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The Noisey Guide to

How to Impress Your High School Friends with Your Superior Music Taste

You have a chance to impress upon all the people you used to know how much cooler you are now than you used to be. Don't blow it.

Photo by Jason MacDonald

Ah, the hometown, a place immortalized in Bruce Springsteen songs, the mythical milieu where Thin Lizzy is always on the jukebox, the place where you will find yourself tonight, for Thanksgiving break, reuniting with old high school acquaintances. It’s good to be back—not only so you can spend quality time with your family or whatever but also so that you can impress upon all the people you used to know how much cooler you are now than you used to be.


While they may still remember you as the awkward loser who got hit in the face that one time in seventh grade kickball or the kid who used to enthusiastically wear gimmicky hats around school in a desperate plea for attention, now you are in fact a supremely cool kid who has gone off to college or moved to the big city and listens to all of the hippest Soundcloud streams. If you can just let these people know that you are cool and plugged in and know what’s going on in the cosmopolitan world of culture maybe they will look upon you with new eyes or even want to make out with you.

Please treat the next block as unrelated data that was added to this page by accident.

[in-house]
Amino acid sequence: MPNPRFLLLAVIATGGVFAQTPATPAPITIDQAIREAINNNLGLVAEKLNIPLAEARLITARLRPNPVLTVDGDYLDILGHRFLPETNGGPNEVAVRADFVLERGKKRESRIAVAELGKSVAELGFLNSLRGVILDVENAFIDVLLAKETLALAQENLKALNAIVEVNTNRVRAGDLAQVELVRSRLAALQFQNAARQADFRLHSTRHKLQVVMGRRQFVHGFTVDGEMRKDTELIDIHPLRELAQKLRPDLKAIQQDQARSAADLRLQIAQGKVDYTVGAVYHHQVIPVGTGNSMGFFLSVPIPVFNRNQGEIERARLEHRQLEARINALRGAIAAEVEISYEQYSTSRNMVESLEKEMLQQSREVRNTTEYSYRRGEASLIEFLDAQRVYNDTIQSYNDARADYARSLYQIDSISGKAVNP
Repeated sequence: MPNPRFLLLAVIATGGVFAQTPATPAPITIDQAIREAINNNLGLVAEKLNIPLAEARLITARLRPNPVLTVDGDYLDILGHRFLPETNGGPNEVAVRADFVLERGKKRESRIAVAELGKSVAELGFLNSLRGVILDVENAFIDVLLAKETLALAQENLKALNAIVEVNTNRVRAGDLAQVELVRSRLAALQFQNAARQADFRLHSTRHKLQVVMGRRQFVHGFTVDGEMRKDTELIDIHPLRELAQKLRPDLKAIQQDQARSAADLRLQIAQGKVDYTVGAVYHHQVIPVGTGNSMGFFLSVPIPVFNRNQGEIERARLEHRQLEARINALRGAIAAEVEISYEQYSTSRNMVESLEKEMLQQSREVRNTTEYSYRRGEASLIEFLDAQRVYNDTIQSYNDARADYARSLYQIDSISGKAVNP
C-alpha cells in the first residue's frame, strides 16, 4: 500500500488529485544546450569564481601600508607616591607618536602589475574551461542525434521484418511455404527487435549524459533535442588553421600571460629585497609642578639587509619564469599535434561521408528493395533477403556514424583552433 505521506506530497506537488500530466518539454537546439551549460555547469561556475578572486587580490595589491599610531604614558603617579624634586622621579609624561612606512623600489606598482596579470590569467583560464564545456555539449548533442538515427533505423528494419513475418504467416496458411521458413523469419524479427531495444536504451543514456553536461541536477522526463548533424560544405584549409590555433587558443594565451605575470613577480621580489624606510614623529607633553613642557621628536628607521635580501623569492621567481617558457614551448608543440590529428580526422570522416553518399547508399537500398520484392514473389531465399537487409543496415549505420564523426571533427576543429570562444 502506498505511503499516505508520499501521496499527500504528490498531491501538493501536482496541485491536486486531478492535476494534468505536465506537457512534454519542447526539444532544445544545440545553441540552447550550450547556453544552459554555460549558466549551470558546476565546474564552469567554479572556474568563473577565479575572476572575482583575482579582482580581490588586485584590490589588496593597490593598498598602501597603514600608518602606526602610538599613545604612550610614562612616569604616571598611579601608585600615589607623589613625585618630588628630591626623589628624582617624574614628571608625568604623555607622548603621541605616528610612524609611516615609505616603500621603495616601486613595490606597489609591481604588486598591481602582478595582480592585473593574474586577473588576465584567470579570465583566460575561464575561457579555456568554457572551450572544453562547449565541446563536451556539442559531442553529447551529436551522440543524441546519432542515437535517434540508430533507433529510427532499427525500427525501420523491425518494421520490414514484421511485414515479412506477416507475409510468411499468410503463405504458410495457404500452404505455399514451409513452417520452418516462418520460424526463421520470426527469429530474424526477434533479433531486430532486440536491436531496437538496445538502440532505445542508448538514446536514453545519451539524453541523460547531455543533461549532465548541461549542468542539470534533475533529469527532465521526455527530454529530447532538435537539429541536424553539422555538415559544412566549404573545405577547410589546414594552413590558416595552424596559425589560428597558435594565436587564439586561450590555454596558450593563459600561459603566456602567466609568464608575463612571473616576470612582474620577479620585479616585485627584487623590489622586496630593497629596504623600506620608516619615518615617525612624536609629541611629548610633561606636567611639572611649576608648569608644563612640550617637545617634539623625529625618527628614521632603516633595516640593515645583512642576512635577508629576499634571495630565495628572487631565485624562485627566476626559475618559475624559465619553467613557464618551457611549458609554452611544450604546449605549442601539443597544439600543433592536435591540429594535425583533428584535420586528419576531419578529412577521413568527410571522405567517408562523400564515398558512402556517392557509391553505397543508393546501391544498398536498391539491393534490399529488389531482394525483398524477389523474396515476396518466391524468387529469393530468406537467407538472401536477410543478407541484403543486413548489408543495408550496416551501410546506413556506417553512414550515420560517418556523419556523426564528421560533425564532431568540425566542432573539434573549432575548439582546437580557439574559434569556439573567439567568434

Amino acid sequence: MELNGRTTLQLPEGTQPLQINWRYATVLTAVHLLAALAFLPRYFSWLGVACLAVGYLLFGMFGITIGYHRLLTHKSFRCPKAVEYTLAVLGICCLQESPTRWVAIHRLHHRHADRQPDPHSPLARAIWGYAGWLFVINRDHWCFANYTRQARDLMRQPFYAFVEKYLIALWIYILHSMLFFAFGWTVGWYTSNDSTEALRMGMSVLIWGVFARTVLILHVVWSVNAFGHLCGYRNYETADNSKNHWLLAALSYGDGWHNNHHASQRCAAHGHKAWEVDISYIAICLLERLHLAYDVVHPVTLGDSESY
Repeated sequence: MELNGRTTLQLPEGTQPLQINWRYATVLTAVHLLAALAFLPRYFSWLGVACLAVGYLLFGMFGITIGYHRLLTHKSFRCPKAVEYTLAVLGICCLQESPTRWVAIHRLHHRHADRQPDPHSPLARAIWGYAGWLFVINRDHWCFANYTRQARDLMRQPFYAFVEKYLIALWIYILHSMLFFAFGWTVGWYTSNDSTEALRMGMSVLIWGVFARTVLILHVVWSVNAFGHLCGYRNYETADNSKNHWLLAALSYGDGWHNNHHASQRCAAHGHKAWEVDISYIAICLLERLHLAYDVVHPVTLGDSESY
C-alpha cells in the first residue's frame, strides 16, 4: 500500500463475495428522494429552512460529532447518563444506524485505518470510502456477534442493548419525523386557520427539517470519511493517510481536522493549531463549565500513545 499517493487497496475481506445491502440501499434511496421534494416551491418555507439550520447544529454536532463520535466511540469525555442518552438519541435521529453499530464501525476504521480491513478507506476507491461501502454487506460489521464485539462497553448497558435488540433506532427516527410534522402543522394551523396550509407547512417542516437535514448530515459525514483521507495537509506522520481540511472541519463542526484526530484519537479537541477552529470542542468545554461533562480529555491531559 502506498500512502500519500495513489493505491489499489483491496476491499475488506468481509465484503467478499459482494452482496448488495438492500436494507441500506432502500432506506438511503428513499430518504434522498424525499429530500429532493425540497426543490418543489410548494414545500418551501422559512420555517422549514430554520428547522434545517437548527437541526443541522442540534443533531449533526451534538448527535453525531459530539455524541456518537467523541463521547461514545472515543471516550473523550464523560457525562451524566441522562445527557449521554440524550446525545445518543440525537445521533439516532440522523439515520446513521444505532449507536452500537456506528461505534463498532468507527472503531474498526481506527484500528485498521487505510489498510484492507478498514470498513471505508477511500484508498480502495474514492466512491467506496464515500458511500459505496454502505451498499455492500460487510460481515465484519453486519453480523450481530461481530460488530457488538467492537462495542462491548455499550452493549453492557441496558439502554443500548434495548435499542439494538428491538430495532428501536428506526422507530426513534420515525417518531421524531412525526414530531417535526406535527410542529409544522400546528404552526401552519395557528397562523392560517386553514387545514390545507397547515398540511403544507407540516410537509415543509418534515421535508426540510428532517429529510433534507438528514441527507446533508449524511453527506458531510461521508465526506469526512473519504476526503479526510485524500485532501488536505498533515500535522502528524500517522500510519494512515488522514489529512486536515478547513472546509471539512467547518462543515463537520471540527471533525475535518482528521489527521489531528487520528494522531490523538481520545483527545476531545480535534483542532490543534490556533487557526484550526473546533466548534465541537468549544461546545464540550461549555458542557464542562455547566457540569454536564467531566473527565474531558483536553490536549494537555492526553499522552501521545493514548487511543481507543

But back home, they still haven’t heard of iLoveMakonnen, and FKA Twigs is just Robert Pattinson’s girlfriend, which means that the cool music taste you’ve cultivated isn’t going to get you far. You’ve got work to do if you want to outshine Mike B., the guy with the big truck who just jumped over that bonfire. Fortunately, it’s not impossible. Here’s what to do:

Find common ground

While it may seem like everybody in the world is a huge DeJ Loaf fan because the people you follow on Twitter are talking about her, the reality is that your high school friends are probably just finding out about, like, Migos. They are not up on the discussions about what Nicki Minaj means for feminism, but they probably heard the song she did that samples “Baby Got Back.” They know about Pharrell’s big hat. Maybe, like you, they’re vaguely aware there’s a new Foo Fighters album.